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Interview with Dr. Mike McCall on the aspect of Training in Participatory GIS practice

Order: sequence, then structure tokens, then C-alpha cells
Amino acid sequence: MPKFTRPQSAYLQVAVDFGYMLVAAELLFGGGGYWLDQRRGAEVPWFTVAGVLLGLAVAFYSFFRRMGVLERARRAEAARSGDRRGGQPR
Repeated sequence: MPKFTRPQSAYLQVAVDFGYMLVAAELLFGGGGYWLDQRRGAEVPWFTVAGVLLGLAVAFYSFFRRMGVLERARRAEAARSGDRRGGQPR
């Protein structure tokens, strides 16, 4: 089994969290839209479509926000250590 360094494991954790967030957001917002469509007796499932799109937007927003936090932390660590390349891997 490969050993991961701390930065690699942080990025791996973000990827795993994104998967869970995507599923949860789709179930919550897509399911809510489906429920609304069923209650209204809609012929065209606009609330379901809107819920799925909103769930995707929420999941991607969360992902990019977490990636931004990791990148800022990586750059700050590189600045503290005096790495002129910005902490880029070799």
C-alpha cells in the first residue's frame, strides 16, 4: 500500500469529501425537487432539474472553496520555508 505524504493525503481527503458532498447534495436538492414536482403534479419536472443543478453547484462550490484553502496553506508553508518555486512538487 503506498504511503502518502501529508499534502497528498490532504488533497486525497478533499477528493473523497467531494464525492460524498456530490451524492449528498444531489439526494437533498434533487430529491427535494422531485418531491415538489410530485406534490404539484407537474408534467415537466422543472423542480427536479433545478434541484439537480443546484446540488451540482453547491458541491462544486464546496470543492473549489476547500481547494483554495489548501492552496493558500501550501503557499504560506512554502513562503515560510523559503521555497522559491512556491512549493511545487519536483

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Hello, I'm Mike McCall. I work for ITC (International Institute for Geo-Information Science and Earth Observation) in the Netherlands, ... ... which is an international training institute. We are working with all kinds of spatial information, geo-information. We work with geo-information associated with rural development ... ... and natural resource management in developing countries. All the people we work with, are students coming from the developing countries, ... ... in Asia, Africa and Latin America. We have been working with geo-information for a long time, ... ... but mostly from a remote [outsiders'] perspective. We are using satellite imagery, we are using air photography, ... ... and we are using very formal methods of mapping and geo-information systems, GIS. Now we are working, also, at a local level we are working with communities, ... ... we are working participation with communities, and other people are involved in the map making ... ... and in the interpretation of the geo-information. You are now working with local communities. In your view what is the demand, in terms of capacity building, ... ... in the projects dealing with PGIS (Participatory GIS)? Interesting question ... because it is not easy to determine really what the demand is. We cannot go village to village, asking the people, "Who would like to do this?" What we are receiving and what we are very sure of is ... ... there is a lot of demand from intermediary organizations. They can be community, or multiplicities of communities, community groupings, ... ... small NGOs, as well as the more national and international NGOs ... ... and also academic institutions which are working in this area, ... ... or concerned people who are working in that area. There is a lot of demand because there is a lot of different reasons why PGIS ... ... can be used by the communities. Some of it is to do with making claims, looking for land rights and resource rights, ... ... but there is also a broader context than that, which is natural source management of those areas. People trying to manage and look after their own resources. Sometimes the need is for mapping to do with conflict between one community and another, ... ... or between the community and higher level institutions like the government or private sector ... ... where big forest companies are coming in or big ranching companies are coming in. At a deeper level, a lot of communities are seeing the possibilities; ... ... where the mapping means representing themselves. Representing their history and their culture. You see this particularly with indigenous peoples, but not only with them ... ... but also with other urban neighbourhoods, as well as rural ones. Arising from this conference, there seems to be a lot of potential ... ... in terms of the demand being very high. How are you likely to meet that demand at ITC? We would be happy to meet a lot more of the demand, but we have some limitation in our capacity. For example, here in Kenya we have just run a two-week programme together with a Kenyan partner ... ... called ERMIS and that is the direction to go for my institute, ITC: ... ... working with key partners in various countries. We are working on similar work ... ... in West Africa, in Mexico, in India, in Nepal, in Tanzania and Southern Africa, ... ... where there are NGOs or consultancy companies or people ... ... who have similar expertise and experience, ... ... and the way forward is more and more of these partnerships. I should like to say the reason why the training can go further is because ... ... the materials available are developing quite fast, ... ... just at the level of training materials, booklets, handbooks and so on, ... ... more of them are coming out and the level of the technology which is needed. PGIS uses hardware uses software, and that is becoming more user friendly ... ... more available, more mobile, more reliable, and that means not only, ... ... the use by the communities continues with it, but actually it makes it easier for training as well. During this conference, what have you picked up that you can see is of value particularly ... ... to some of the people that you have trained, and even the potential organizations that are likely ... ... to benefit from PGIS, and who are only gaining that awareness through this conference? I think a particular benefit which has come out of this particular conference, ... ... is cross-fertilization between different cultures. People have been coming from many communities and many areas around the world, ... ... especially from South-east Asia, Africa and from North America. There is an amazing cross-fertilization between these groups because ... ... they have their own special knowledge and special experience. In community management of resources, in making land claims, in handling conflicts ... ... between communities, this cross-fertilization is important for those people, ... ... but we feel it is also very important for the training which we are doing, ... ... all the training which should be done. The training is not just in the technical aspects of how to use machinery, ... ... but in the application of it, the difficulties with it, the problems with it, ... ... following it through because PGIS, I must emphasize, ... ... PGIS is part of participatory development of people. That is mainly necessary for the workshop, but as far as PGIS is concerned, ... ... most of the time when you come from a conflict there are very high expectations, ... ... it is also important to anticipate some problems, ... I think. Yes, there are problems with it. There are problems with all participatory techniques. ... ... The first controversy I would always ask is ... ... "Who is participating?". It is absolutely impossible for everybody to participate. Someone participating is representing other people and that can never be 100% perfect. The second thing is, because PGIS is bringing out new information, ... ... which was not in the public domain before, ... it was private or community. There is benefits to that because it is generating new knowledge, ... ... which people did not even know they had, and there are potential drawbacks ... ... so we cannot deny there are some problems with it. One, is the information that is coming out. It is a wonderful thing to share information, ... ... to make information more public, but there is some information which people, ... ... or communities or individuals within them, are reluctant and not so keen to have out. It can be information about resources, which they are afraid that other ... ... outside powerful groups will try to exploit, to make use of. There is information about areas or places, which are very important to them culturally ... ... maybe sacred areas or historical cultural areas. Some of that information they do not want the general public to know. Maybe individuals outside ..., but not to be generally available. So we have to also make use of some protocols or methods by which ... ... some information is allowed out, and others not. Of course the key to that, is that the control of what comes in and what goes out ... ... remains with the community or the best possible representatives of the community. Educational Video produced in the framework of the project "Support the spread ... ... of good practice in generating, managing, analysing and communicating spatial information"